GOP Solution for Working Family Woes: Put a Crib in Your Home Office
Childcare is crippling many young families’ monthly budget. Now the GOP has a novel solution to the problem – just put a crib in your home office.
Senate Republican Leader Mitch McConnell (R-KY) just introduced the Working Parents Home Office Act, which allows a tax deduction for home workers that put a crib in their office.
“These are just the kinds of things that could make a difference in people’s lives now,” McConnell said promoting the legislation.
Yet while the bill may offer a tax benefit for a few work-at-home moms and dads capable of juggling kids with the demands of their workload, it does nothing to impact the root issue that many parents – most who work outside the home – can’t afford to keep their kids cared for while on the job.
In fact, many parents have reported paying more for childcare than they do for rent or food, with costs in big cities easily reaching $16,430 for an infant and $12,355 for a four-year-old per year.
Adding to the financial burden, 40 percent of parents – many of them low-income workers – are unable to take paid leave when their kids get sick, meaning a bad cold or flu can end up costing families big.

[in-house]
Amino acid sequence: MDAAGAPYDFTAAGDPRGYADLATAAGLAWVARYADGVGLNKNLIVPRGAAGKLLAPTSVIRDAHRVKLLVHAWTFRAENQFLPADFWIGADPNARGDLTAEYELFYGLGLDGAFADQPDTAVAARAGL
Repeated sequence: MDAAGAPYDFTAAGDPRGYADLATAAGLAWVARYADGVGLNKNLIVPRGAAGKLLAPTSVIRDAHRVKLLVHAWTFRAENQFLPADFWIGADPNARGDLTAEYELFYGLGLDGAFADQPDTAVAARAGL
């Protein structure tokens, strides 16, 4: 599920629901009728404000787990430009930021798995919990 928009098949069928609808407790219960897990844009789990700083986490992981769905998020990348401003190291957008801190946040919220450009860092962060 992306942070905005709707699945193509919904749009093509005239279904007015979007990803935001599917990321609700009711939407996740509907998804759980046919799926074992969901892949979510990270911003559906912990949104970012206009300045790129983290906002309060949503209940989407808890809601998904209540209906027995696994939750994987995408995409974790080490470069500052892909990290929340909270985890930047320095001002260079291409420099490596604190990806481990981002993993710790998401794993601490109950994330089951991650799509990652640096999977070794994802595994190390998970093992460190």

None of these issues, of course, are addressed by McConnell’s bill,
Yet, in a press conference touting the Republican’s ‘Fair Shot for Everyone’ mid-election platform, McConnell praised his initiative and several other Republican bills, for providing a very real solution for working families.
“Some of our members wanted to come together today to talk about some Republican proposals that could immediately be acted upon to improve the lives of working families who are struggling in the Obama economy,” McConnell told reporters at the Wednesday press meet.
Other GOP initiatives, intended to be an answer to the Democrat’s own working family platform, include an effort to reinstate 40 hours a week as full-time effectively repealing Obamacare’s 30 hour a week designation, a call to allow merit pay for union employees under collective-bargaining contracts, and a bill that would allow more employers to offer comp time instead of overtime pay.
Photo Credit: US Senate Official Photo